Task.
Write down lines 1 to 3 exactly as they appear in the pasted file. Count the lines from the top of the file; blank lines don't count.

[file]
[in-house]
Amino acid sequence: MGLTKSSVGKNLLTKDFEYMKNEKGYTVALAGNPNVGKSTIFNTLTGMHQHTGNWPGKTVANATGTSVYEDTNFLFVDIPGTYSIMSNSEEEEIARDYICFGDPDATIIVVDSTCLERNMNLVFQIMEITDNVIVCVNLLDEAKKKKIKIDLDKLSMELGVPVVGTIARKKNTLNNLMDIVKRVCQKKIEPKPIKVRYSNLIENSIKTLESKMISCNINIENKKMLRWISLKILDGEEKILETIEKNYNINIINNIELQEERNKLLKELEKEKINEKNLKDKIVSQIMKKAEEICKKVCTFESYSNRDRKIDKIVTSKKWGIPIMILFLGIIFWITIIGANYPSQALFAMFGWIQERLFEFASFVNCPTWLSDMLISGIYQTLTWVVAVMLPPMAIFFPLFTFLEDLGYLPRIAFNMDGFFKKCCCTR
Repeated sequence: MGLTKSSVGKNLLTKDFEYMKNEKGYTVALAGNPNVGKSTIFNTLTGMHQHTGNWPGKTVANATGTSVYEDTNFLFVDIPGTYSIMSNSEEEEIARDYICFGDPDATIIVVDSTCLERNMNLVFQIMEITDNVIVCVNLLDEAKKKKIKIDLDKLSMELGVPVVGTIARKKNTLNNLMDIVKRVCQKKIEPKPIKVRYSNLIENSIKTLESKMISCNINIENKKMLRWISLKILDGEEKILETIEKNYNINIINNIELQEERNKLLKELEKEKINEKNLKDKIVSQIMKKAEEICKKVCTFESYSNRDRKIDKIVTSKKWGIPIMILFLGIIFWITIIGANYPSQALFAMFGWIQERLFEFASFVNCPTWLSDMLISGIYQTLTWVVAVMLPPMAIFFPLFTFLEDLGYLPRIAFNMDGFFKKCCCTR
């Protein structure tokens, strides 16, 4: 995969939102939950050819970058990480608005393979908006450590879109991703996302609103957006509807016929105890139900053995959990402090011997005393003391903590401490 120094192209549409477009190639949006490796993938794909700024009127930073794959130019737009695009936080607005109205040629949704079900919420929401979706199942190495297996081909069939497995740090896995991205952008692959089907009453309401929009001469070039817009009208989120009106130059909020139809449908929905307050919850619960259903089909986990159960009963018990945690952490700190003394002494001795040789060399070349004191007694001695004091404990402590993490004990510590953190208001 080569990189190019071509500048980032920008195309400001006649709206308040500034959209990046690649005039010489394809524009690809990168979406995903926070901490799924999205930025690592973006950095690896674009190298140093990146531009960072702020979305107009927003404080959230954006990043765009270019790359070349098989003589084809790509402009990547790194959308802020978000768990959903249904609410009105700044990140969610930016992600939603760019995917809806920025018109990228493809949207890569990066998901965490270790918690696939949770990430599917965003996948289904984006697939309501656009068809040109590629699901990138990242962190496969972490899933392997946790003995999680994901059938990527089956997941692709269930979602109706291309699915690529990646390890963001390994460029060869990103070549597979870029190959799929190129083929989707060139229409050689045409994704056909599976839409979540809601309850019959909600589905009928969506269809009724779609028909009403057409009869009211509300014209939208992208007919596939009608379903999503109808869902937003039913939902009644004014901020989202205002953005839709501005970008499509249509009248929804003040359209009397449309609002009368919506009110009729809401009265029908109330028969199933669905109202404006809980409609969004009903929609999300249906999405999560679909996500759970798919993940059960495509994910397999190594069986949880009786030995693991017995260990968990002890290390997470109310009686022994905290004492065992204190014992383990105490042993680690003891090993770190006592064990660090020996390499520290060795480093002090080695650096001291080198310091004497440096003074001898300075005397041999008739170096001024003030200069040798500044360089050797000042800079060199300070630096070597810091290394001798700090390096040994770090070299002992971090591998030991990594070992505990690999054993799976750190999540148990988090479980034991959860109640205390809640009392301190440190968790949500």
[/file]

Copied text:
[in-house]
Amino acid sequence: MGLTKSSVGKNLLTKDFEYMKNEKGYTVALAGNPNVGKSTIFNTLTGMHQHTGNWPGKTVANATGTSVYEDTNFLFVDIPGTYSIMSNSEEEEIARDYICFGDPDATIIVVDSTCLERNMNLVFQIMEITDNVIVCVNLLDEAKKKKIKIDLDKLSMELGVPVVGTIARKKNTLNNLMDIVKRVCQKKIEPKPIKVRYSNLIENSIKTLESKMISCNINIENKKMLRWISLKILDGEEKILETIEKNYNINIINNIELQEERNKLLKELEKEKINEKNLKDKIVSQIMKKAEEICKKVCTFESYSNRDRKIDKIVTSKKWGIPIMILFLGIIFWITIIGANYPSQALFAMFGWIQERLFEFASFVNCPTWLSDMLISGIYQTLTWVVAVMLPPMAIFFPLFTFLEDLGYLPRIAFNMDGFFKKCCCTR
Repeated sequence: MGLTKSSVGKNLLTKDFEYMKNEKGYTVALAGNPNVGKSTIFNTLTGMHQHTGNWPGKTVANATGTSVYEDTNFLFVDIPGTYSIMSNSEEEEIARDYICFGDPDATIIVVDSTCLERNMNLVFQIMEITDNVIVCVNLLDEAKKKKIKIDLDKLSMELGVPVVGTIARKKNTLNNLMDIVKRVCQKKIEPKPIKVRYSNLIENSIKTLESKMISCNINIENKKMLRWISLKILDGEEKILETIEKNYNINIINNIELQEERNKLLKELEKEKINEKNLKDKIVSQIMKKAEEICKKVCTFESYSNRDRKIDKIVTSKKWGIPIMILFLGIIFWITIIGANYPSQALFAMFGWIQERLFEFASFVNCPTWLSDMLISGIYQTLTWVVAVMLPPMAIFFPLFTFLEDLGYLPRIAFNMDGFFKKCCCTR